Starbucks Free WiFi (Finally) Just as Broadband Demand Slows

Starbucks is not just offering its customers free wi-fi on the hazy notion that if they spend more time surfing the Web they will drink more coffee. No, the ubiquitous coffee shop retailer has plans to debut the second piece to its digital strategy this fall, which offers a more clear monetization path for it and its partners. Called the Digital Network, Starbucks intends to offer exclusive and premium content from such providers as Apple, the New York Times, the Wall Street Journal and health publisher Rodale.

Broadband Adoption Generally Slows
After several consecutive years of modest but consistent growth, broadband adoption slowed dramatically in 2010, according to [pdf] the Pew Internet & American Life Project. Two-thirds of American adults (66%) currently use a high-speed internet connection at home, a figure that is not statistically different from what the Pew Research Center’s Internet & American Life Project found at a similar point in 2009, when 63% of Americans were broadband adopters.

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Digital Integration: The New Media Triad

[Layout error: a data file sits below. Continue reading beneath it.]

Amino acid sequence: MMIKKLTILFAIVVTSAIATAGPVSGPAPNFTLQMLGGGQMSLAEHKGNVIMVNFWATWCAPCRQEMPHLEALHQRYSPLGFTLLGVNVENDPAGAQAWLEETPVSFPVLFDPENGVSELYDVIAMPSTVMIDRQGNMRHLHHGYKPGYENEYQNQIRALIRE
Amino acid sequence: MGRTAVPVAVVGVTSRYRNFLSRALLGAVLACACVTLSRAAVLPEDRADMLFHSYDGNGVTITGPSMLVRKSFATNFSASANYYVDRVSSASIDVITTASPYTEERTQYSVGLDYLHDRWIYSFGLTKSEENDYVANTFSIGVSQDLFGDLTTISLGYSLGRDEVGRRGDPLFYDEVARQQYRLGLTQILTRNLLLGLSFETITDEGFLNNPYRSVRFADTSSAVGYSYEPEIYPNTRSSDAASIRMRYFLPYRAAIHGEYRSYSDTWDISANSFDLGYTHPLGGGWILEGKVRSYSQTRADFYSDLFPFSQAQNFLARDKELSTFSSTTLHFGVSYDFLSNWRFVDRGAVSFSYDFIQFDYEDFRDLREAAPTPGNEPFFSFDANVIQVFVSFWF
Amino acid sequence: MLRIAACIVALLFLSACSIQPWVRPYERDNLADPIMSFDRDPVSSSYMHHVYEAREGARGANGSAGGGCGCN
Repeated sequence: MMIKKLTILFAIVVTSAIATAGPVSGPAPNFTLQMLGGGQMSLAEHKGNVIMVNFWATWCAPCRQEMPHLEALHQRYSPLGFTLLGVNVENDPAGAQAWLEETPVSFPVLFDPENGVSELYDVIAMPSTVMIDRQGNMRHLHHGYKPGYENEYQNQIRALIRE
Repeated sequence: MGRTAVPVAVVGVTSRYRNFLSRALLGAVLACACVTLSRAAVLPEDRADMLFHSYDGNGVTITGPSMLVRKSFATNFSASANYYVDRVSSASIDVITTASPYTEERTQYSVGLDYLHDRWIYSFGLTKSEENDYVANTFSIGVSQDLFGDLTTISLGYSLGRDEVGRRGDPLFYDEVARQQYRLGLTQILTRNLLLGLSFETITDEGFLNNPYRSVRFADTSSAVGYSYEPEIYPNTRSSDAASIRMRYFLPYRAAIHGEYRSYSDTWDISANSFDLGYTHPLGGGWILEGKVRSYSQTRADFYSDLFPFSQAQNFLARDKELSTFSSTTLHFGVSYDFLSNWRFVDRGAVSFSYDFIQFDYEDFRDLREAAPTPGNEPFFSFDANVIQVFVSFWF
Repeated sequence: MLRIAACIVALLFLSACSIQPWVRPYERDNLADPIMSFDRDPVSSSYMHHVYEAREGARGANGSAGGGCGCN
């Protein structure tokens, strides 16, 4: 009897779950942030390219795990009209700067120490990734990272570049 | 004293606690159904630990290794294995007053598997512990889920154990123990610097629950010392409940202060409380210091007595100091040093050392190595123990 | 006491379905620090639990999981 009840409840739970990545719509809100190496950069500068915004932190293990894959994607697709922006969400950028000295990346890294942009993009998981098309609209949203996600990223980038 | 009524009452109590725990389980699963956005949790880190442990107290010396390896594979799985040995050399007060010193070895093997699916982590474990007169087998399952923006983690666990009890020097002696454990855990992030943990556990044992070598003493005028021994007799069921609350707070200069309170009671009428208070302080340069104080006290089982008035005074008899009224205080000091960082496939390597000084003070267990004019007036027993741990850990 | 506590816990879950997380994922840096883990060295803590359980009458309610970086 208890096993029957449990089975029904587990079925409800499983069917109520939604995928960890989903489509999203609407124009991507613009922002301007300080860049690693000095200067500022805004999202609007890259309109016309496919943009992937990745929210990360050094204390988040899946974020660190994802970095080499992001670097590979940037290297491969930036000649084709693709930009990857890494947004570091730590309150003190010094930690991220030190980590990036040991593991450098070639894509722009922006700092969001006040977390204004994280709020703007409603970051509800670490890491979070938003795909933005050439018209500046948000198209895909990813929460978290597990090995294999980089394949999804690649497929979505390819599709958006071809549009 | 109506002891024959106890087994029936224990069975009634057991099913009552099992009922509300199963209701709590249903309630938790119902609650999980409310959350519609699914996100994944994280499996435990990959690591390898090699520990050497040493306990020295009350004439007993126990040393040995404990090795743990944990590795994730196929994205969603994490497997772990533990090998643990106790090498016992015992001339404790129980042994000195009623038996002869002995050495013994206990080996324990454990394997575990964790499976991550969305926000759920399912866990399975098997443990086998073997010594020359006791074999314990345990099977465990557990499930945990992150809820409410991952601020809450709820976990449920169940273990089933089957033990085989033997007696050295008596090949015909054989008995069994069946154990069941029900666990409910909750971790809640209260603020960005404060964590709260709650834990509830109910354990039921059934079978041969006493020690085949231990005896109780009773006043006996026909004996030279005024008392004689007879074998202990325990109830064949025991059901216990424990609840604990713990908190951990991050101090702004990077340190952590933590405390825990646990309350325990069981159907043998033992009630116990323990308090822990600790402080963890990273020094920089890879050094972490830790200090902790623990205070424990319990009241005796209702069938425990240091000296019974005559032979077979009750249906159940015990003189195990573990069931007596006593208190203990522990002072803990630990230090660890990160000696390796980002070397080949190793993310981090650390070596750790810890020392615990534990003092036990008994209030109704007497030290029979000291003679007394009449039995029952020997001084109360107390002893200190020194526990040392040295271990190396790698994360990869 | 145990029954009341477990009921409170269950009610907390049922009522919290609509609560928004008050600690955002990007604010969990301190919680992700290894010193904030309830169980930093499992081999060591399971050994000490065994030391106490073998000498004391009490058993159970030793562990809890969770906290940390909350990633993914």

Designing for Multiple Screens
Content has changed. It’s no longer the passive programming of years past. Thanks to new-and rapidly fragmenting–media channels, today’s audiences demand interactive, personal and customized experiences. Not just websites, social networks, user-generated content, but cell phones, digital billboards, web-enabled TVs, projectors. It can be argued that 2008 marked the year that these truly became viable, widespread, and mass-adopted technologies. Finally, it seems, people are realizing that these aren’t siloed platforms. They are all interconnected and can be used to leverage and play off of one another. The new media triad has emerged.

loca_triad

Its also worth noting that the web has overtaken all media except TV as a news source. The internet has surpassed all other media except TV as Americans’ main source for national and international news and now rivals TV as the top news outlet for young people, according to research from the Pew Research Center for the People & the Press. Some 40% of Americans say they currently get most of their news about national and international issues from the internet, up from just 24% in September 2007, the study finds. For the first time in a Pew survey, more people say they rely mostly on the internet for news than cite newspapers (35%). Television continues to be cited most frequently as a main source for national and international news, at 70%.
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